Names were drawn Tuesday morning to select the order in which College Station city council candidates will appear on the Nov. 2 ballot.
For Place 4, incumbent Elizabeth Cunha will come before Planning and Zoning Commissioner William Wright. Incumbent Dennis Maloney will be the first name under the Place 6 race, followed by First Adventures Daycare Owner Marie-Anne Mousseau-Holland then self-described business leader David Levine.
College Station voters also will have a chance to weigh in on three city charter amendments, two of which concern ethical requirements for council members and a third which could change when elections are held in the future.
If proposition one passes, it would change the city charter so that it prevents a council member from being involved in any contract with the city if there is a financial interest whether it be large or small. For example, if a council member is employed by a local business and gets any of their income from that job, the city cannot contract with that business while that council member is sitting on the council. The change would not impact any existing contracts.
This language would be similar to what the city’s charter said prior to 2012. It would be a shift from the city’s current policy that defers to state law, which states that council members should not vote or participate in an item if they have a substantial interest in that business for which a contract is being considered.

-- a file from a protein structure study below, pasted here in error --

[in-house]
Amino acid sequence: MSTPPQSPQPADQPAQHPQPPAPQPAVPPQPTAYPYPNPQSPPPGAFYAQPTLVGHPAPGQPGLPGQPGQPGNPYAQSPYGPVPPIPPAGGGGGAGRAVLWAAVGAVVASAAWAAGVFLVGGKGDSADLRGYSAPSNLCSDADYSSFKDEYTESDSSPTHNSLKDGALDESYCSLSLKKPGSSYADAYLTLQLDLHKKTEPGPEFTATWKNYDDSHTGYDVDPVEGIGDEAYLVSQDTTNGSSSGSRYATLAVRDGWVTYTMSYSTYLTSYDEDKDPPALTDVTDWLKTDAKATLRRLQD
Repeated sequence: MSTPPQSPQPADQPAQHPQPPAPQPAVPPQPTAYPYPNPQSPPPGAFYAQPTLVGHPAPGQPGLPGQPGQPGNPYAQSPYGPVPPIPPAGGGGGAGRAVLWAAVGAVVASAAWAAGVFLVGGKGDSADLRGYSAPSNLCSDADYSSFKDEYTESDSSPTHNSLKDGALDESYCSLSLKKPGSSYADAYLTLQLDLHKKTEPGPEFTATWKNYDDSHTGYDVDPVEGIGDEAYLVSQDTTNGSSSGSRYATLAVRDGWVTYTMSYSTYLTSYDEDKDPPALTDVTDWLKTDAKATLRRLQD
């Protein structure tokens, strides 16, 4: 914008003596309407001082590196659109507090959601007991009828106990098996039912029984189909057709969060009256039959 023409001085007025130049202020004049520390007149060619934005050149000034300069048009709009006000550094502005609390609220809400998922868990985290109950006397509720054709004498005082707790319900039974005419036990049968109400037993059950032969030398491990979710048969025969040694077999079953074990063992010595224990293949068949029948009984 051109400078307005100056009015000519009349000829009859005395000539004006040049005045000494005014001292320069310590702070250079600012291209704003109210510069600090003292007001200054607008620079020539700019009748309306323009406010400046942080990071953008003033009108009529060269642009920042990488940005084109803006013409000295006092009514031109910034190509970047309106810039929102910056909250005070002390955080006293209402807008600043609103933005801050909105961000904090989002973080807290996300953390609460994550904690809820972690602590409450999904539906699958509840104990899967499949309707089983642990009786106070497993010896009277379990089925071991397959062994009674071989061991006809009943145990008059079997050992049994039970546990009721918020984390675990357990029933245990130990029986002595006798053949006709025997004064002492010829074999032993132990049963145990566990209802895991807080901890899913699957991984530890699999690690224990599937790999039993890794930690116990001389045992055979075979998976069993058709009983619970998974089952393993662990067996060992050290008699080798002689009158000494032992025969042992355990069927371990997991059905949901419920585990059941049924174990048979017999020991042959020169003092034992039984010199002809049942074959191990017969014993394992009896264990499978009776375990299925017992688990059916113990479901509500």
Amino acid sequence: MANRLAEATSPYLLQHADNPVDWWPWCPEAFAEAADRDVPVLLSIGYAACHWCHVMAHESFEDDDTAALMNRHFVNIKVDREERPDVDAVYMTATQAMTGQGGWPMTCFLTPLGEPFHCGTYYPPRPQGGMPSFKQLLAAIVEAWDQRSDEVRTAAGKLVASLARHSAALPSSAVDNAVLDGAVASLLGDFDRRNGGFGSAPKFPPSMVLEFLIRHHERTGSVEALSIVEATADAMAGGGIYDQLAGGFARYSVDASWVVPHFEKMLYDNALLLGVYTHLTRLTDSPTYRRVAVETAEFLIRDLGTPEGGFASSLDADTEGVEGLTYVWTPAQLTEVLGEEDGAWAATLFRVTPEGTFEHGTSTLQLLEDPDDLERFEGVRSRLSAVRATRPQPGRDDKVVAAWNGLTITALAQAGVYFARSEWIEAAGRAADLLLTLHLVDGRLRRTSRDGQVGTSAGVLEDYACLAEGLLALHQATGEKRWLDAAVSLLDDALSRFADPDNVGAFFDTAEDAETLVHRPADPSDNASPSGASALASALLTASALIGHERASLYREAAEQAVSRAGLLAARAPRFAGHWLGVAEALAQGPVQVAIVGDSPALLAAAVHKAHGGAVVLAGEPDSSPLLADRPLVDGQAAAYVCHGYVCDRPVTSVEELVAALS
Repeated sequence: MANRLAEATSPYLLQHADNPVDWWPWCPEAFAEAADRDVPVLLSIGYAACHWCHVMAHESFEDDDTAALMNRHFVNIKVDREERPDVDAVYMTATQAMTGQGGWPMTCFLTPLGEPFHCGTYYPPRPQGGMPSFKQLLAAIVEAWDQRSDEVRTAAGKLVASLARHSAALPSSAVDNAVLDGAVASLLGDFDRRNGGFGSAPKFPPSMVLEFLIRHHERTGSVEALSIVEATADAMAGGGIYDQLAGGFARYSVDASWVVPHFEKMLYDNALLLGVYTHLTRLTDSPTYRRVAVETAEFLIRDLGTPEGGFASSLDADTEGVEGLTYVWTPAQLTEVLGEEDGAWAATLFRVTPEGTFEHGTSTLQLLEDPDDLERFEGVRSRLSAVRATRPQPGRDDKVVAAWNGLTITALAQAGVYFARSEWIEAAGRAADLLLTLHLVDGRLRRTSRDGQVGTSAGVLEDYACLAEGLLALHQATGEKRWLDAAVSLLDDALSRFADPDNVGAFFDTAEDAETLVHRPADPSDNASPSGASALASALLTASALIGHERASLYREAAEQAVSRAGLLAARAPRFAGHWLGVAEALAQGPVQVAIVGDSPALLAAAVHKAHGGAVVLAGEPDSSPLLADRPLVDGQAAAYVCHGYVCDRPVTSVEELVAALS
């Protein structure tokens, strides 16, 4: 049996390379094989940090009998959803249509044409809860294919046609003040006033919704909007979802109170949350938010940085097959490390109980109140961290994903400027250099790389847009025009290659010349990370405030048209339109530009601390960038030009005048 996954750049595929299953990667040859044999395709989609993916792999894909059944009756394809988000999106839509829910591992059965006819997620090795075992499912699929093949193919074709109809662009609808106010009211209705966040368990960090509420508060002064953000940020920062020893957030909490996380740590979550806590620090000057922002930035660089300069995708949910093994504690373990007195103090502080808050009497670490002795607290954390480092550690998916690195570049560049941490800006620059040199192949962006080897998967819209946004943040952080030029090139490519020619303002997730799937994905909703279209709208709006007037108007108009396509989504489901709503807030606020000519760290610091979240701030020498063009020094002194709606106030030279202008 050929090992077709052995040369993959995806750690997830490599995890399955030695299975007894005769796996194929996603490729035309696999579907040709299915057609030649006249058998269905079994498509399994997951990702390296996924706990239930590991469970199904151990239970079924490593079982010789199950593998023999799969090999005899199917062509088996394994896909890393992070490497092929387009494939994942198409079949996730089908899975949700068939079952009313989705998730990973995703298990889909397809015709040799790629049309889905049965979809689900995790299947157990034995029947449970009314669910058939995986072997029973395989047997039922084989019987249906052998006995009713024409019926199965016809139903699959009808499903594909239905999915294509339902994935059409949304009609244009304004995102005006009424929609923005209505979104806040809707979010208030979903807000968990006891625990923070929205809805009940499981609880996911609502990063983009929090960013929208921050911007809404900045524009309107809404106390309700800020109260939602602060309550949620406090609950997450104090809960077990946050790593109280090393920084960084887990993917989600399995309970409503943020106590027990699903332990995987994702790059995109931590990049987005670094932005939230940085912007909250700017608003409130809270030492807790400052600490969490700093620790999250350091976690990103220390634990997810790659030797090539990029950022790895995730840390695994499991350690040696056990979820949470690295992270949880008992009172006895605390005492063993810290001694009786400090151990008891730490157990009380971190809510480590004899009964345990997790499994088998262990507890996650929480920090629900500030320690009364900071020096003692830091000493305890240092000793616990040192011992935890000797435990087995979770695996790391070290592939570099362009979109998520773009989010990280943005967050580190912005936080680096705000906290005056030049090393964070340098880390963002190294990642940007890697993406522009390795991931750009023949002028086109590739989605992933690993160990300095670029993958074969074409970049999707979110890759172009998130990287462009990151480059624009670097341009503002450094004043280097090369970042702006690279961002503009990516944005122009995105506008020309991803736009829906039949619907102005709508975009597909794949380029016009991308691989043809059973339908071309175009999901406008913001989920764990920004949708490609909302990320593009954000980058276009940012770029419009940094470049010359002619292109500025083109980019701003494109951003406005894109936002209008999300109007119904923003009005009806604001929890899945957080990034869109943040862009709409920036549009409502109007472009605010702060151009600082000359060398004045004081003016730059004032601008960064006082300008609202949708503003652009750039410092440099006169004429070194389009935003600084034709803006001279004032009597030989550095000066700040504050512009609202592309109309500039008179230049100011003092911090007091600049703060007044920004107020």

The second proposition will ask voters if they would like to add a new section to the city charter which would require city council members to disclose campaign contributions greater than $500 and also abstain from voting on matters that could materially benefit the campaign contributor or business entity in which the campaign contributor has a substantial interest. It would be up to the campaign contributor to identify their business interests. If this change were made, the rule would apply to the council member throughout their full term. The recusal requirement applies only to contributions made to the council member for the position they are currently elected for and not any prior elected positions they have held.
If this rule leads the council to be unable to obtain a quorum, the council member can return to the meeting to debate and vote on the matter as long as the conflict of interest is disclosed on the record.
The final proposition, if approved, would move elections set in November of even-numbered years to odd-numbered years. The topic is one that split the council, with council members Bob Brick, Linda Harvell, John Crompton and Dennis Maloney expressing support for the change in past meetings, while Mayor Karl Mooney, councilman John Nichols and councilwoman Elizabeth Cunha opposing it.
Arguments in favor of keeping even-numbered years included a desire to conduct elections when there is higher voter turnout, while arguments for switching to odd-numbered years have included a concern that local elections could be overshadowed when they fall at the same time as higher-level governmental races.